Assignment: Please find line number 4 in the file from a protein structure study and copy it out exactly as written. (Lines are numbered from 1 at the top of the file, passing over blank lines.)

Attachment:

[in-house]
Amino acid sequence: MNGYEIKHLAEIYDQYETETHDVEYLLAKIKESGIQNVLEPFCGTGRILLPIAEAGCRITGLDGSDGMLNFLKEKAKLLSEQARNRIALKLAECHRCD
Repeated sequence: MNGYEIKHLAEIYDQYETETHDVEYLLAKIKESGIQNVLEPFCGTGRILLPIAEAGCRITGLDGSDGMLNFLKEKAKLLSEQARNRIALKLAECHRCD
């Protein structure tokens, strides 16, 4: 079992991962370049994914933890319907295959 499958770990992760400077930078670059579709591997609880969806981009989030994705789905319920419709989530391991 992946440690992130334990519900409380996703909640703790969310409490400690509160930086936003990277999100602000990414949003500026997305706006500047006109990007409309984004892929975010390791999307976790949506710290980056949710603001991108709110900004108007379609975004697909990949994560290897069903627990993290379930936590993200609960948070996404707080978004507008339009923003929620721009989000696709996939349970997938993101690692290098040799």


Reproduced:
């Protein structure tokens, strides 16, 4: 079992991962370049994914933890319907295959 499958770990992760400077930078670059579709591997609880969806981009989030994705789905319920419709989530391991 992946440690992130334990519900409380996703909640703790969310409490400690509160930086936003990277999100602000990414949003500026997305706006500047006109990007409309984004892929975010390791999307976790949506710290980056949710603001991108709110900004108007379609975004697909990949994560290897069903627990993290379930936590993200609960948070996404707080978004507008339009923003929620721009989000696709996939349970997938993101690692290098040799």